If you like the idea of working for the government, but would rather stay away from bench or field research, you may want to consider the option of working in public policy.
Working in public policy allows you the unique opportunity to influence the direction of national policy within your field, be it by working directly with lawmakers or establishing and advising government programs, there are many opportunities to serve as a technical expert in fields that include healthcare, energy , education, and environmental issues.
While it may at first seem daunting to approach the world of politics directly from graduate school, there are actually quite a few internship and postdoctoral programs that allow you to get your foot in the door of public policy. If you are currently a graduate student, the Food and Drug Administration (FDA) offers an internship program in the Office of Policy . Programs that are looking for recent graduates include the Presidential Management Fellowship and the AAAS Science and Technology Fellowships. Other places to look for policy positions that may meet your skills include:
- National Institutes of Health (NIH)
- National Science Foundation (NSF)
- Office of Science and Technology Policy (OSTP)
- Environmental Protection Agency (EPA)
Once you find a position or fellowship that interests you, applying is a pretty straightforward process. Most positions are posted online and allow you to submit your resume and cover letter electronically. Although being able to submit your application online is convenient, remember that the automated application review systems can be fairly rigid when it comes to requiring that applicants provide the desired qualifications and keywords in their application materials. In other words, make sure that your application isn’t weeded out before it even gets in front of an actual human being.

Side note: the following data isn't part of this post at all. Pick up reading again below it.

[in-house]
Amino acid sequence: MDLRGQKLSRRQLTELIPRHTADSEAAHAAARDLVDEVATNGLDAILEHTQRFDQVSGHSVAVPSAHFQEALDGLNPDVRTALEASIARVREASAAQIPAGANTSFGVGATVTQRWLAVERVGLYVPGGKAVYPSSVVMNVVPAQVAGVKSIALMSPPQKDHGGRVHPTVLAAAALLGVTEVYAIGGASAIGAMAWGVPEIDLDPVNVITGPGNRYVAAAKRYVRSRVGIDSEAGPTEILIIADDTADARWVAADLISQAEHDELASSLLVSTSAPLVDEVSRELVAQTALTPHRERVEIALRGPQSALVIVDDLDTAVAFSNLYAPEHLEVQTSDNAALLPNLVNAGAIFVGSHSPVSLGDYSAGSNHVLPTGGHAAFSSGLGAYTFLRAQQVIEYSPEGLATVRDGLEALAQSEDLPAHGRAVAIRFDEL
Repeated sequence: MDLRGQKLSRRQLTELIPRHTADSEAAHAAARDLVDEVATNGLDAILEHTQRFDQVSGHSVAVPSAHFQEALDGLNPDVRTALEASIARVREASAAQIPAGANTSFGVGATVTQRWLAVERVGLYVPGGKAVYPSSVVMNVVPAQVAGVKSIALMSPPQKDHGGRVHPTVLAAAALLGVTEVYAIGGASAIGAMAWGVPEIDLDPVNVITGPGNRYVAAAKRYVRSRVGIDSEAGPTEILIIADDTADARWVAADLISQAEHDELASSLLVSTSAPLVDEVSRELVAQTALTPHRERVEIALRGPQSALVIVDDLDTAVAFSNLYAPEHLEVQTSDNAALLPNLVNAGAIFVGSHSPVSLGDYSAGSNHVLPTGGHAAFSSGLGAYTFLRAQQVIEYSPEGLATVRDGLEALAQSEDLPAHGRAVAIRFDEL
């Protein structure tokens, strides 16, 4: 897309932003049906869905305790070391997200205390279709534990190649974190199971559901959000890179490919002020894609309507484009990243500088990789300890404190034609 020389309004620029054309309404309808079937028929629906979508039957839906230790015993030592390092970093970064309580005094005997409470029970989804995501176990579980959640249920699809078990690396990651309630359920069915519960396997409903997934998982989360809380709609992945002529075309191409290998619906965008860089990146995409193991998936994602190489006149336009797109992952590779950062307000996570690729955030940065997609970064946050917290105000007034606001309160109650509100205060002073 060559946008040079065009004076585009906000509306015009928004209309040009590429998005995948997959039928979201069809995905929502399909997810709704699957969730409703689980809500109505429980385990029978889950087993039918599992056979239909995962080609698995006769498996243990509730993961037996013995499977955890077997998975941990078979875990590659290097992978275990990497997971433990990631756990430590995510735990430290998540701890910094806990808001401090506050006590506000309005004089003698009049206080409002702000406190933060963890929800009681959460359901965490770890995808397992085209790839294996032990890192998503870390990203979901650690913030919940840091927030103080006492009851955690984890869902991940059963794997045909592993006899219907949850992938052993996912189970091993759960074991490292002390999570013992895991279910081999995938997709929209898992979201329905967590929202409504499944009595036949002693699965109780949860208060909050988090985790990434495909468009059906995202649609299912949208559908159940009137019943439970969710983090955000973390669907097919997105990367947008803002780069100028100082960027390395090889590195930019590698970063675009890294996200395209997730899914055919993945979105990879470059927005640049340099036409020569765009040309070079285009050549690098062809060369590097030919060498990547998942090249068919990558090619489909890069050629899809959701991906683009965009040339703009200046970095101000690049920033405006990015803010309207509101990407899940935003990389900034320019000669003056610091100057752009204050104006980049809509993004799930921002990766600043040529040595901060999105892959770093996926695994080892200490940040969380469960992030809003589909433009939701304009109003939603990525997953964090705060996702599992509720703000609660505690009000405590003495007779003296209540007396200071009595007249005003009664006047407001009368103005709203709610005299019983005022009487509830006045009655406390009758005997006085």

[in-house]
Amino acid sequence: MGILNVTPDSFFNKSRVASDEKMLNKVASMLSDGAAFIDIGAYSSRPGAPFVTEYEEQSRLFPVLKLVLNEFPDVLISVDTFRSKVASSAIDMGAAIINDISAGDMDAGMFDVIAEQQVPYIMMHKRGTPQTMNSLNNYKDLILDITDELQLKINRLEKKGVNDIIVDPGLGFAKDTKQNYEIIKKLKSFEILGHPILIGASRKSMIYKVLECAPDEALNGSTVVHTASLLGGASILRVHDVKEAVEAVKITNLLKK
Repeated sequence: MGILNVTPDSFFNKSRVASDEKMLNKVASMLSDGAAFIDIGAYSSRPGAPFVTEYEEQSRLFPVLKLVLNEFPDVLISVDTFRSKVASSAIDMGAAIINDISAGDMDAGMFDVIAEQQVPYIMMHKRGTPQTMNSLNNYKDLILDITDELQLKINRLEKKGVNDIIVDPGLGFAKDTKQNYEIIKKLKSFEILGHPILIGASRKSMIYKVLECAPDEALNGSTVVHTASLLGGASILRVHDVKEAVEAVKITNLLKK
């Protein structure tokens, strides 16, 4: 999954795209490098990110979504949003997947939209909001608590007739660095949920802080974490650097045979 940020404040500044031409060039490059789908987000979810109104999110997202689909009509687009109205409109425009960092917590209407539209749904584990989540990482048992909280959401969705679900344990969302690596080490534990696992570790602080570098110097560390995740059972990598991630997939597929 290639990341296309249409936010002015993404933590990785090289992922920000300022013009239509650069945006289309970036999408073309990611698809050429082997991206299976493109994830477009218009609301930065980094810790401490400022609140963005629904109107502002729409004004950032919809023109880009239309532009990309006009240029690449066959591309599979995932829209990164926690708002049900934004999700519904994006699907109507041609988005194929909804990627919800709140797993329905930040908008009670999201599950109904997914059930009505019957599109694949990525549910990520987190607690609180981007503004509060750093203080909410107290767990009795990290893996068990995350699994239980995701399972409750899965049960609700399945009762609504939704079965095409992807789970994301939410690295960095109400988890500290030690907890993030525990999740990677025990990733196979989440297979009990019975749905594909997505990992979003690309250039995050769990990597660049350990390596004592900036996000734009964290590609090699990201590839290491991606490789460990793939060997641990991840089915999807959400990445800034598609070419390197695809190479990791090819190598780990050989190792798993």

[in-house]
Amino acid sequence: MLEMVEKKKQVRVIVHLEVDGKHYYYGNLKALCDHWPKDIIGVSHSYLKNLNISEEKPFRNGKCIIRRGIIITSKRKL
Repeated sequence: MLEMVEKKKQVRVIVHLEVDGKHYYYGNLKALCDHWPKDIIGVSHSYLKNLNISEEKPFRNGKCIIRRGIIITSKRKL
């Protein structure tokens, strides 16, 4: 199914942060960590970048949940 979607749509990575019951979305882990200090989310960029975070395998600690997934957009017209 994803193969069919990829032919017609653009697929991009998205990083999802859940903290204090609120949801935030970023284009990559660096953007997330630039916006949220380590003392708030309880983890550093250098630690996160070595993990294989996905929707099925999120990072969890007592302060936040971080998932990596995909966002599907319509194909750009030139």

As with most government jobs, long work hours tend to be an aberration. 40 hour work weeks are generally the norm, but if specific deadlines for projects are looming, don’t be surprised if the work day extends beyond 9-5.
Internships may be unpaid, but postdoctoral fellowships in policy follow the governmental “General Schedule” or GS pay grades in the range of GS-9 to GS-12 (will vary by your location but generally translates to $50-90K in the Washington, DC area). The specific GS is usually listed alongside the opportunity announcement for any other entry level policy position that you may come across, and the translation of GS to dollars can be found here.
If you should choose to leave your position in public policy, you may choose to seek out other opportunities that deal with government influence including becoming a lobbyist or joining a think tank. If you should choose to leave government altogether, you will find your developed skills in communication, organization, and persuasion are looked upon favorably in many fields that include marketing, communications, investor relations, and business development.